Earlier this month I came across an online article published by The Atlantic that really struck a nerve with me. The author of the article Sarah Fentem begs the question “whys is the word panties so awful?” Before reading the article I never really understood why the word “panties” caused me to cringe a bit.
For example when walking through the mall the other day, I passed by the Victoria’s Secret window display and saw it was running one of their panty special. “PANTY RAID! Seven for $26.00 happening now at participating stores.” I can’t help but be taken a little aback when seeing incredibly young girls (maybe right around 12 year olds?) getting geeked about this. I mean does anyone else seem to be disturbed about pre teen buying thongs and g-stings or am I just old-fashioned?
I asked my younger sister who is still in high school if she too felt the same way about the word “panties” and she agreed. She summed it up, “I don’t know what it is about panties. I guess it just sounds creepy or sexual, especially if coming from a guy.”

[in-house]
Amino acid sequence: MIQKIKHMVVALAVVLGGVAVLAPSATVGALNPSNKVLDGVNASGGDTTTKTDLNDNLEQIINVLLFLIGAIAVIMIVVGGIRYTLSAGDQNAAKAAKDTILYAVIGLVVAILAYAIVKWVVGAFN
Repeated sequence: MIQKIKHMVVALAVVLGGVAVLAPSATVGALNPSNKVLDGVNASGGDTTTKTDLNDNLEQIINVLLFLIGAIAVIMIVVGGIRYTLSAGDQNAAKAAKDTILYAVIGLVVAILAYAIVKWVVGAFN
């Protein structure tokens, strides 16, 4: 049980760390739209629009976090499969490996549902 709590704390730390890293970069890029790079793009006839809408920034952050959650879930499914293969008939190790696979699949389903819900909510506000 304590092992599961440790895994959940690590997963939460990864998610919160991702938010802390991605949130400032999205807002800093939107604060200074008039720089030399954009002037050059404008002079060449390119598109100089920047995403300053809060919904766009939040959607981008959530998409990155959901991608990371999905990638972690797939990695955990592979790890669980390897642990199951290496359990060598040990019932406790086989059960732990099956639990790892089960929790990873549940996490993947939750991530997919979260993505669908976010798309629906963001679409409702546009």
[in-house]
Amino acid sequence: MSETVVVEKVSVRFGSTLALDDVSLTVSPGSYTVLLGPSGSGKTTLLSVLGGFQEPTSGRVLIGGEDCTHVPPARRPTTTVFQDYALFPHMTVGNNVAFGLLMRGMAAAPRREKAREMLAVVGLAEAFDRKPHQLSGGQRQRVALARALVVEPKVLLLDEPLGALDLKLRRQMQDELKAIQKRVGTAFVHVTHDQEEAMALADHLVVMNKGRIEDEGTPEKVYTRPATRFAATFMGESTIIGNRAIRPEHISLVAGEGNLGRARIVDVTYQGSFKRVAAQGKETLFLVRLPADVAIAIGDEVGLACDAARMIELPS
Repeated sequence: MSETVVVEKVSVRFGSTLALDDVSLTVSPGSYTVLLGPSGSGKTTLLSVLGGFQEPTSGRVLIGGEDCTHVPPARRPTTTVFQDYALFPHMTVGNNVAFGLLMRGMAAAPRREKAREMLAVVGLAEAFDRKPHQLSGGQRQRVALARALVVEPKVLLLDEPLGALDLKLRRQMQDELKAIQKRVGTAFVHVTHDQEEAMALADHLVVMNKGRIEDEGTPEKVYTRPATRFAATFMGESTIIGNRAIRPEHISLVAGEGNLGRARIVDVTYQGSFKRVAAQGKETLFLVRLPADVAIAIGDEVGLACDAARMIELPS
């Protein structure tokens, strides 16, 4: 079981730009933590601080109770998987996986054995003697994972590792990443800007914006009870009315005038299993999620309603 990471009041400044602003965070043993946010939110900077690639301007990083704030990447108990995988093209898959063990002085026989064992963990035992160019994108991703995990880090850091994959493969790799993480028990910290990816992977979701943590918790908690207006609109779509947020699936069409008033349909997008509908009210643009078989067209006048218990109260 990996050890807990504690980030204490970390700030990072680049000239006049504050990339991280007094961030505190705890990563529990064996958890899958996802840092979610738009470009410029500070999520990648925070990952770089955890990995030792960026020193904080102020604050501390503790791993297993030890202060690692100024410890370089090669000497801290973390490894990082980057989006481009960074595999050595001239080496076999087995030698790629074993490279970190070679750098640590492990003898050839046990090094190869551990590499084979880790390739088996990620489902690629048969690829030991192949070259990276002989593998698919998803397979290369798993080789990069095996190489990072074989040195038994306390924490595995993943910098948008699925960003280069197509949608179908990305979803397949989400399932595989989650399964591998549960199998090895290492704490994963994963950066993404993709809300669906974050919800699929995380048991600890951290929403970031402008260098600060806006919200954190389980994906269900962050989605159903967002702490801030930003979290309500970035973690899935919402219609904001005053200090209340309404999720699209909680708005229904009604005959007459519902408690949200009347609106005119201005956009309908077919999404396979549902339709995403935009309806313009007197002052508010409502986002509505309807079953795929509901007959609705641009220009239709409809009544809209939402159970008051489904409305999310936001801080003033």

And like Fentem stated, apparently my sister and I are not alone. Many feminist blogs and message boards have also condemned the word. One website went as far putting it on a list of “Five Words That Need To Be Banned From English.”
“Panties” or literally “little pants” according in the Oxford dictionary, was first used in reference to doll’s clothing. Some people believe the word is an attempt by clothing companies to “infantize” women’s sexuality. Seeing how success Victoria’s Secret is at marketing towards young girls, who could argue? It’s comparable to a fetish of grown women wearing pigtails or talking like babies. Women want to be young again and girls want to look more mature. Can’t we females ever just be happy with our age?
I think what people have to understand is that women’s underwear have the same functional purpose that men’s underwear do. Yet we don’t seem to get quite the same sexual arousal from words like “trunks” or “briefs.” Panties forces us to think about underwear in a sexual manner.
I think the author made an excellent point when she challenged people that argue the word isn’t sexual. “ If you don’t agree, picture your father or grandfather. Now picture him saying panties. I admire a women that doesn’t shudder.”